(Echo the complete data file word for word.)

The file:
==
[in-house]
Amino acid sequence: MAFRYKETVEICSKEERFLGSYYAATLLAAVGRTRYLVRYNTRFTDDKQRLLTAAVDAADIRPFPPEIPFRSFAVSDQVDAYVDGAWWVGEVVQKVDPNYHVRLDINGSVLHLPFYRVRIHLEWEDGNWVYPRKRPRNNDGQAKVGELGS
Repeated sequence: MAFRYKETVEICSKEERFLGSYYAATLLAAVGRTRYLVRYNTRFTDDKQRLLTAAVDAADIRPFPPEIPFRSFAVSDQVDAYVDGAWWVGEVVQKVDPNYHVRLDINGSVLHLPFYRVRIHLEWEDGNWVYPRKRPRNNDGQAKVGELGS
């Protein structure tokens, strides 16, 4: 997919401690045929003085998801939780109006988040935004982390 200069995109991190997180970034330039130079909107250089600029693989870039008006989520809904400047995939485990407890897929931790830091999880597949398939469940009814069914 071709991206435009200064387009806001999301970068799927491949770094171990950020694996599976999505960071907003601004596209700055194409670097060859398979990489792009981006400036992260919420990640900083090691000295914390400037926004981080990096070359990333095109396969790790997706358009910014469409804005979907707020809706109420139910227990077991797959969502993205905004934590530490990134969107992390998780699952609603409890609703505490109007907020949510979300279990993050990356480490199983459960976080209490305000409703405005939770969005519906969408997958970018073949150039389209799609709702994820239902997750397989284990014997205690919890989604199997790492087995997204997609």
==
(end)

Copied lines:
[in-house]
Amino acid sequence: MAFRYKETVEICSKEERFLGSYYAATLLAAVGRTRYLVRYNTRFTDDKQRLLTAAVDAADIRPFPPEIPFRSFAVSDQVDAYVDGAWWVGEVVQKVDPNYHVRLDINGSVLHLPFYRVRIHLEWEDGNWVYPRKRPRNNDGQAKVGELGS
Repeated sequence: MAFRYKETVEICSKEERFLGSYYAATLLAAVGRTRYLVRYNTRFTDDKQRLLTAAVDAADIRPFPPEIPFRSFAVSDQVDAYVDGAWWVGEVVQKVDPNYHVRLDINGSVLHLPFYRVRIHLEWEDGNWVYPRKRPRNNDGQAKVGELGS
């Protein structure tokens, strides 16, 4: 997919401690045929003085998801939780109006988040935004982390 200069995109991190997180970034330039130079909107250089600029693989870039008006989520809904400047995939485990407890897929931790830091999880597949398939469940009814069914 071709991206435009200064387009806001999301970068799927491949770094171990950020694996599976999505960071907003601004596209700055194409670097060859398979990489792009981006400036992260919420990640900083090691000295914390400037926004981080990096070359990333095109396969790790997706358009910014469409804005979907707020809706109420139910227990077991797959969502993205905004934590530490990134969107992390998780699952609603409890609703505490109007907020949510979300279990993050990356480490199983459960976080209490305000409703405005939770969005519906969408997958970018073949150039389209799609709702994820239902997750397989284990014997205690919890989604199997790492087995997204997609």